Golden Rule Web

Student Contributor: C. Betts
The golden rule web is a preventative strategy in which students are able to voice what they believe to be golden rules, or exceptional ways to behave with and around peers.

The golden rule web is an activity that you can do in your classroom’s community circle, community time in which all students and teacher sit in a big circle and take turns talking. This specific activity would be one of the first community circles in the quarter. To accomplish this you need a large spool of yarn and you start with 1 student stating something they believe to be important or a “golden rule.” After the first student goes, they are to gently toss the yarn to another student across the circle, while still holding onto the string, and they will answer. This continues until all students have spoken, tossed the yarn, and are currently holding a part of string. The end result in the circle ends up being a large yarn web and you have a classrooms worth of ideas for your classroom rules.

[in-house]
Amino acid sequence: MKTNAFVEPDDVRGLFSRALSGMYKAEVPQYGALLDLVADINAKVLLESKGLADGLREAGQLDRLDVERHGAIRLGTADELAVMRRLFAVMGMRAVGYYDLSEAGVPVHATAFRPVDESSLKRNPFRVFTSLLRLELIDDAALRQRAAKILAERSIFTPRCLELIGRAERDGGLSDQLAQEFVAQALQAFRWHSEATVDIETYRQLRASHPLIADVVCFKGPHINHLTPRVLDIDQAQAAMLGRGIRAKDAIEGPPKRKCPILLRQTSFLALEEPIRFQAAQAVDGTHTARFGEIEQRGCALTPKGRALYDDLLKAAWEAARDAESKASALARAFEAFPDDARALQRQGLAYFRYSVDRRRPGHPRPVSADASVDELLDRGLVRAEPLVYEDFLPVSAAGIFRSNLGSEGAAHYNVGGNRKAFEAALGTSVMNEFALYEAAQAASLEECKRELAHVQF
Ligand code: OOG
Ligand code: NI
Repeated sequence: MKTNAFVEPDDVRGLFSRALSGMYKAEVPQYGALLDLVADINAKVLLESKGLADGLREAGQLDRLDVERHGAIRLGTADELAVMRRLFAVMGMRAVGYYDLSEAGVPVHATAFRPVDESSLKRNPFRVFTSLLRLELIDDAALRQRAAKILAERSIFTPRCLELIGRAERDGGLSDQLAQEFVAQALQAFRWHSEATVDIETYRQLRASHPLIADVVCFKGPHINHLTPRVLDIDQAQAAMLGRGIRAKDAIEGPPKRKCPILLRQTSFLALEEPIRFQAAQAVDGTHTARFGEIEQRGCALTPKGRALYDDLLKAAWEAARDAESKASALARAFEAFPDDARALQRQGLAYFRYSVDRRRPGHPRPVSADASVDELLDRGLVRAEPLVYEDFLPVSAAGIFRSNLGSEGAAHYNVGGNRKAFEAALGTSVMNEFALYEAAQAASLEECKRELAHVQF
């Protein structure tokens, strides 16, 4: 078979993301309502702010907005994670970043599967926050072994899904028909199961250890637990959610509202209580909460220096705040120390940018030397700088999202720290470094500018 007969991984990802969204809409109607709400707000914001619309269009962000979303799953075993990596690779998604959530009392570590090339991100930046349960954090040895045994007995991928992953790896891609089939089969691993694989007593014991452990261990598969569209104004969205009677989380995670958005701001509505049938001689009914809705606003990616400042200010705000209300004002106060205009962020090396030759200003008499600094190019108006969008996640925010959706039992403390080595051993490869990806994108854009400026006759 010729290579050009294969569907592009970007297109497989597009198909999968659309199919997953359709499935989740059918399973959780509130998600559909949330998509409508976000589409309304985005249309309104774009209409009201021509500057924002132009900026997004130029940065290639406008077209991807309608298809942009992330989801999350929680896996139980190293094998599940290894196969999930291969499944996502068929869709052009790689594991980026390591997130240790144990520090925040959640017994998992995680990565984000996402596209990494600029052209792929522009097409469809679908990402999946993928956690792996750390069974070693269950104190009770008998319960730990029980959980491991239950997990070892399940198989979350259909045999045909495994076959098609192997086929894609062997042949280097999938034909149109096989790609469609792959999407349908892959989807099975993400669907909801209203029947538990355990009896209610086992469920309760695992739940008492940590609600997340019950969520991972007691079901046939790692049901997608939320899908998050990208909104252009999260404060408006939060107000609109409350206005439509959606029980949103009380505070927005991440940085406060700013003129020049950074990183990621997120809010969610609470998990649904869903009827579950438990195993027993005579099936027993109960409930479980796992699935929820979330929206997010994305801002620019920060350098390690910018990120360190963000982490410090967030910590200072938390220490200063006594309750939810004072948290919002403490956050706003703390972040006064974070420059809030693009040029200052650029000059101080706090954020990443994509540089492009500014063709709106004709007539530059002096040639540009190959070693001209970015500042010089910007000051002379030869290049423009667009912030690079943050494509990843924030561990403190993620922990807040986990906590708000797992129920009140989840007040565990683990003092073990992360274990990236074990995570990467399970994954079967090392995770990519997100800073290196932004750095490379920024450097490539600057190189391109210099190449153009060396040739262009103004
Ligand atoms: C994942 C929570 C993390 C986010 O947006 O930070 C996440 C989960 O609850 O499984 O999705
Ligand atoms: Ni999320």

This activity falls into the preventative phase because you use it so early in the class, it sets the bar for how students are to behave. When the students are able to voice and hear how they and others want to be treated, without being told by the teacher, they are more likely to abide by these golden rules. I would generally say this would be a completely student centered influence activity, however with the activity so early in the year, students will need more guidance and an example or two to get them started. Therefore I classify this as a student centered-collaborative theory of influence.

More Information –
Tool Source: G. Nollmeyer

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